After a breakdown in talks, the UAE and Saudi Arabia agreed on a new production baseline from May 2022 onwards. The UAE need their oil revenues to finance their economic diversification strategy and expand their capacities into other segments.
Despite these short-term challenges, the outlook remains positive for the UAE oil sector, in line with some investment projects aiming at expanding the country’s production capacity.

• The resilience of the economic recovery will also depend on the continuity of the regional hub role of the UAE. The rise in international trade volumes thanks to the reopening of economies and the global vaccination efforts will support the UAE’s trade, which is expected to reach USD 540 bn in 2021 versus USD 478 bn in 2020. Hydrocarbon accounts for around 20% of total merchandise export revenues. As the country’s key reexported goods consist of mineral products, plastics, chemicals, metals and transport vehicles, they are very sensitive to global commodity prices. The recovery in all of these categories will increase road freight. Airfreight is also expected to grow in link with the stronger domestic demand, the organization of the Expo 2020 and the transportation emergency healthcare products.
Under the new economic conditions, building alliances has become more important to seize opportunities. The efforts for normalization of the relations between the UAE & Israel and the recent disagreements with Saudi Arabia during the OPEC+ talks have thus to be analysed.

Regional opportunities and challenges

In September 2020, the UAE became the 3rd Arab country agreeing to normalize its relations with Israel. The deal represents important opportunities for both countries in terms of trade and investments. For the UAE, this could be a key step to boost its diversification efforts. Tourism, defense, agriculture and energy would be the main beneficiaries. Israel’s crude oil & other liquids imports could be up 5.9% from a year earlier. The deal would allow the UAE to take a share of this extra demand. The normalization of the ties would also allow the UAE to benefit from the Israeli technological and innovation capacity. In April 2021, the UAE announced the structuring of a USD 10 billion investment fund to invest in strategic sectors in Israel including energy, water, manufacturing, space, agro-tech and healthcare. Both countries also signed a bilateral agreement on economic and trade co-operation in June. Authorities said that bilateral trade reached USD 675 million within 10 months of the signing of the deal normalizing the relations.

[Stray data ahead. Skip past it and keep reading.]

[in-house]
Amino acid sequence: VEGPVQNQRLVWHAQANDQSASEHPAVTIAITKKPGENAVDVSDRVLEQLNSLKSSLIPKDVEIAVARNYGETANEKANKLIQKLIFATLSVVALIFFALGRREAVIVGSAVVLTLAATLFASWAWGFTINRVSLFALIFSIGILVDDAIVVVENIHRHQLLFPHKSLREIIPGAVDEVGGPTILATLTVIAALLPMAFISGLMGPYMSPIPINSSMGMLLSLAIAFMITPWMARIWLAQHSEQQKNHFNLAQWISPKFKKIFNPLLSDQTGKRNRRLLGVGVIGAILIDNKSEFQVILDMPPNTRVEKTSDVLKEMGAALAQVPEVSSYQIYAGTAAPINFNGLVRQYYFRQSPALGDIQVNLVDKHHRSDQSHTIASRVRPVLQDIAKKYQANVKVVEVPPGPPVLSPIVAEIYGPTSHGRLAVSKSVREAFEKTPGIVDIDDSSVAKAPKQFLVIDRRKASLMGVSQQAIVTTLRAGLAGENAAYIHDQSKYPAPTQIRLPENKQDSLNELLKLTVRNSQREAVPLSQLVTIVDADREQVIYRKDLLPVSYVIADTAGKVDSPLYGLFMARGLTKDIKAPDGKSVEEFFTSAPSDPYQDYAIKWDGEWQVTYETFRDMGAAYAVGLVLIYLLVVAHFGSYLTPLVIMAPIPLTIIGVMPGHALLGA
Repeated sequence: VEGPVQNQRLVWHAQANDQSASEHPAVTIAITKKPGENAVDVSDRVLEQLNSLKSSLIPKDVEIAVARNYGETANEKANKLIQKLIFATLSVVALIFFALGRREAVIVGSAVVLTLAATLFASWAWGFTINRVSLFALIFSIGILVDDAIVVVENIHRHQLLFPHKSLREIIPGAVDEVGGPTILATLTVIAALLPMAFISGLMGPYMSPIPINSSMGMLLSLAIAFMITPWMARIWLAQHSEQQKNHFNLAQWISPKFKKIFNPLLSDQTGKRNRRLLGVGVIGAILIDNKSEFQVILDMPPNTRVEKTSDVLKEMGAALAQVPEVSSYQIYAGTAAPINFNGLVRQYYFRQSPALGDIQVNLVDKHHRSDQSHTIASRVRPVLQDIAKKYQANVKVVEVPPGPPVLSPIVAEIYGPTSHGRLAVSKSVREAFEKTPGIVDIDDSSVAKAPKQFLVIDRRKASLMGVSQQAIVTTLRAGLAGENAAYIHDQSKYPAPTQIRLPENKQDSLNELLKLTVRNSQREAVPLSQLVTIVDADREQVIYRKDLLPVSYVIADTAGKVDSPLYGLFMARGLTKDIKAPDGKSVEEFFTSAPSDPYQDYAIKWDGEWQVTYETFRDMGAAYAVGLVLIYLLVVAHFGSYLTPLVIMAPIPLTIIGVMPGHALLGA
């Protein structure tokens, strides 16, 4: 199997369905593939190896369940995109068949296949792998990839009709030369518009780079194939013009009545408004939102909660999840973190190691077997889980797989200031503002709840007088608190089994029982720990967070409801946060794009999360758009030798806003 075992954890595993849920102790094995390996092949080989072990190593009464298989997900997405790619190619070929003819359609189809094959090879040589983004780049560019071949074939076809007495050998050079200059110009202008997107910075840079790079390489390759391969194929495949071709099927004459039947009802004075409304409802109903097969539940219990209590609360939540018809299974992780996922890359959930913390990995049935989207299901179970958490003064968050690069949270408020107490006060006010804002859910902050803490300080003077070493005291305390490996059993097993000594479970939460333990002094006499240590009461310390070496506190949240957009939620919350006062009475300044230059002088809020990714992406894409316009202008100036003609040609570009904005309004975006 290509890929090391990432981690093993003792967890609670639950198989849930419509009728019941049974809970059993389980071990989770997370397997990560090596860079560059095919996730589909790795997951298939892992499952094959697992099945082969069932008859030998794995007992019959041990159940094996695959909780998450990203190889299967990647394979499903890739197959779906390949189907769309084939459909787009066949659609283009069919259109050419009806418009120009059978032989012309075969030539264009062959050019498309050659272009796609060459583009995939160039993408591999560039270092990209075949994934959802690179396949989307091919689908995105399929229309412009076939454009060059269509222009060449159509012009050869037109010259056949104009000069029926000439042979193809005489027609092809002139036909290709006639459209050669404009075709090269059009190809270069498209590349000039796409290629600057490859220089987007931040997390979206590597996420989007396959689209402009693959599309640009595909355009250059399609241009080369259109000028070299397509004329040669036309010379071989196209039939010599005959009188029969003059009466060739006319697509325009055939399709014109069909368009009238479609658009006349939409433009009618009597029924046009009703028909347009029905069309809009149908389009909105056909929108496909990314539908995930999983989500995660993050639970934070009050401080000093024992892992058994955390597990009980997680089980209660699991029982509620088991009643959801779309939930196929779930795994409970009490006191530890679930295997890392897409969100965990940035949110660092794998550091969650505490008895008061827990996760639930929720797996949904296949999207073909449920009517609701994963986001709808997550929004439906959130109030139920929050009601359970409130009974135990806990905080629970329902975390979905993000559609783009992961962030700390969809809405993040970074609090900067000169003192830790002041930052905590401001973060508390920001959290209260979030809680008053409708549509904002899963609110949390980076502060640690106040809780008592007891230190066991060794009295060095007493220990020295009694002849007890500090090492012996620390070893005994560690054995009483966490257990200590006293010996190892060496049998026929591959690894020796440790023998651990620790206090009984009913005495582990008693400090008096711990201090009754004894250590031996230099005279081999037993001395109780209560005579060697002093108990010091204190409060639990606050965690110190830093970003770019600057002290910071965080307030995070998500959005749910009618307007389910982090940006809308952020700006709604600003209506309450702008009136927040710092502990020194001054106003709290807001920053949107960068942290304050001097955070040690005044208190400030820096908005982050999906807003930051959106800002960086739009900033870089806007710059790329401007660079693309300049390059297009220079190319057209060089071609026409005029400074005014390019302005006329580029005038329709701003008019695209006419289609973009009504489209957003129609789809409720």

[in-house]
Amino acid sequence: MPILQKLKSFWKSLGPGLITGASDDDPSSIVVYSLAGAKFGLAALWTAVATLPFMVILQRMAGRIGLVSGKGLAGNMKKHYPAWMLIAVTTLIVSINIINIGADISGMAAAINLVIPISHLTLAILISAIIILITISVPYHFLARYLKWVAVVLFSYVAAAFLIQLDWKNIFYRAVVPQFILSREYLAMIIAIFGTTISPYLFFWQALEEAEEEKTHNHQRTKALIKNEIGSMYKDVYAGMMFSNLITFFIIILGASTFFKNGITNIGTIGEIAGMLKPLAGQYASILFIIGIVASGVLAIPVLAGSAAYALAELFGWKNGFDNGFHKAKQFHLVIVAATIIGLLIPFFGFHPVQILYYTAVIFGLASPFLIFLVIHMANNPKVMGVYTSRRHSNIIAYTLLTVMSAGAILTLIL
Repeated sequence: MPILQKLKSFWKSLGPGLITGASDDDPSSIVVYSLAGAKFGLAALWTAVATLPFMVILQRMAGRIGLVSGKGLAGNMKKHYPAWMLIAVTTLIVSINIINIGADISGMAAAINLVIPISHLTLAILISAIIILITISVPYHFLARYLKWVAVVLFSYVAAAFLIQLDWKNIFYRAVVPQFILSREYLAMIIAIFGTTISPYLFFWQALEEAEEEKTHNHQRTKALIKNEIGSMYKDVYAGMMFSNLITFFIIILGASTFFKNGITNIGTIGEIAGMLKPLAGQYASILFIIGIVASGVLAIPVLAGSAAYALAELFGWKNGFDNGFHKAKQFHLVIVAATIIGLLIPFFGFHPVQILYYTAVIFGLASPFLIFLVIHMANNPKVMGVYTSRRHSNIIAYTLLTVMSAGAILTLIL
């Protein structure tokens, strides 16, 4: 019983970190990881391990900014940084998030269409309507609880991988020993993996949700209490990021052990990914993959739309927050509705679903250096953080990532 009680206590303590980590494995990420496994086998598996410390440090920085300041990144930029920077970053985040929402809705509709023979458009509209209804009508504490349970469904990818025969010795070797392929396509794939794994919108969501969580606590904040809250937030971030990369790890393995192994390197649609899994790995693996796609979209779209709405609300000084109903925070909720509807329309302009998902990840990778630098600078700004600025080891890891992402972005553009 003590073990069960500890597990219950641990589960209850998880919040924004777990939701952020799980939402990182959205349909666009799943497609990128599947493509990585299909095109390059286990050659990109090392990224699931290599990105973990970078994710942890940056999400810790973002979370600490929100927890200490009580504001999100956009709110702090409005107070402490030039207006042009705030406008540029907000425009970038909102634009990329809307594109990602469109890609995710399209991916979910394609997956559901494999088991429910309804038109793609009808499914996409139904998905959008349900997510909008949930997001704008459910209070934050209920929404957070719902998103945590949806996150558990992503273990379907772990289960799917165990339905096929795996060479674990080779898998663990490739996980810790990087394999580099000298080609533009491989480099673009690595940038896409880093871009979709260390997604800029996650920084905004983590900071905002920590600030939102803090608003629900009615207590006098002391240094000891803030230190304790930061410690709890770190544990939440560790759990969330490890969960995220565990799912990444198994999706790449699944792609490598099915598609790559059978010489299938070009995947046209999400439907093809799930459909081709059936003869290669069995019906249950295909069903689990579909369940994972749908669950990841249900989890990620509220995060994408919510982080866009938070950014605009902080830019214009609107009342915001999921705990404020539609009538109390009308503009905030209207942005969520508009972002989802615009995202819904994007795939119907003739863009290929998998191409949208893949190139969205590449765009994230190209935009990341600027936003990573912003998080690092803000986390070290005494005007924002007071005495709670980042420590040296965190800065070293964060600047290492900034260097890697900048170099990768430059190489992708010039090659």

The main reason behind the conflict between the UAE and Saudi Arabia is actually related to their willingness to diversify their economies away from oil. Currently, the UAE holds the status of regional trade hub. On the other hand, Saudi Arabia, whose economy depends more heavily on oil than the UAE, has implemented a strategy that aims at a national transformation to become a business & trade hub. The conflict should however remain limited to the economy as on the political front, they are expected to continue being allies, particularly in an era marked with uncertainties over regional stability. The ties between the GCC countries and the U.S. administration seem to be cooling down Furthermore, the U.S. consider returning to the nuclear agreement with Iran, from which it withdrew in 2018. These uncertainties should prevent a breakup of political ties between the two heavyweights of the region.